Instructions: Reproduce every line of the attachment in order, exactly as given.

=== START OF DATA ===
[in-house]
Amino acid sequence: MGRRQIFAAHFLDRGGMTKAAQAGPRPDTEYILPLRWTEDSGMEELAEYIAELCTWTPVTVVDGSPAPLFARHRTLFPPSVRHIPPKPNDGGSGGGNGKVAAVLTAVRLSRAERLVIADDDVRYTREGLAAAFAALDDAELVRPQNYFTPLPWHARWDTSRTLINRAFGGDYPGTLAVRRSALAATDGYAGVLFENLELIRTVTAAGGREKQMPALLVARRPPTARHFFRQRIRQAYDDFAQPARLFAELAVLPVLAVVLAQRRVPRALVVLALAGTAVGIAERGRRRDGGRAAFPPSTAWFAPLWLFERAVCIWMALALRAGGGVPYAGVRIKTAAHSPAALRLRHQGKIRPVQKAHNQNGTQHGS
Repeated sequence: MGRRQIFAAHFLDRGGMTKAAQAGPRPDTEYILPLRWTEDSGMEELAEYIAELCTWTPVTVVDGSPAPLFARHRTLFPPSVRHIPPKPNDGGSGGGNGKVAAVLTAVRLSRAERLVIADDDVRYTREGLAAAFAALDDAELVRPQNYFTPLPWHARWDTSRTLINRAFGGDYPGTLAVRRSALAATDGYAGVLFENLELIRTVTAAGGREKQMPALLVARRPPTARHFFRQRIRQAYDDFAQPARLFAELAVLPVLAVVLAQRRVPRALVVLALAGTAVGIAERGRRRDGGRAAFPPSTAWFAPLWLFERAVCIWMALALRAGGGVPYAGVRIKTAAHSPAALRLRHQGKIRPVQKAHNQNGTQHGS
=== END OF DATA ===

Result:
[in-house]
Amino acid sequence: MGRRQIFAAHFLDRGGMTKAAQAGPRPDTEYILPLRWTEDSGMEELAEYIAELCTWTPVTVVDGSPAPLFARHRTLFPPSVRHIPPKPNDGGSGGGNGKVAAVLTAVRLSRAERLVIADDDVRYTREGLAAAFAALDDAELVRPQNYFTPLPWHARWDTSRTLINRAFGGDYPGTLAVRRSALAATDGYAGVLFENLELIRTVTAAGGREKQMPALLVARRPPTARHFFRQRIRQAYDDFAQPARLFAELAVLPVLAVVLAQRRVPRALVVLALAGTAVGIAERGRRRDGGRAAFPPSTAWFAPLWLFERAVCIWMALALRAGGGVPYAGVRIKTAAHSPAALRLRHQGKIRPVQKAHNQNGTQHGS
Repeated sequence: MGRRQIFAAHFLDRGGMTKAAQAGPRPDTEYILPLRWTEDSGMEELAEYIAELCTWTPVTVVDGSPAPLFARHRTLFPPSVRHIPPKPNDGGSGGGNGKVAAVLTAVRLSRAERLVIADDDVRYTREGLAAAFAALDDAELVRPQNYFTPLPWHARWDTSRTLINRAFGGDYPGTLAVRRSALAATDGYAGVLFENLELIRTVTAAGGREKQMPALLVARRPPTARHFFRQRIRQAYDDFAQPARLFAELAVLPVLAVVLAQRRVPRALVVLALAGTAVGIAERGRRRDGGRAAFPPSTAWFAPLWLFERAVCIWMALALRAGGGVPYAGVRIKTAAHSPAALRLRHQGKIRPVQKAHNQNGTQHGS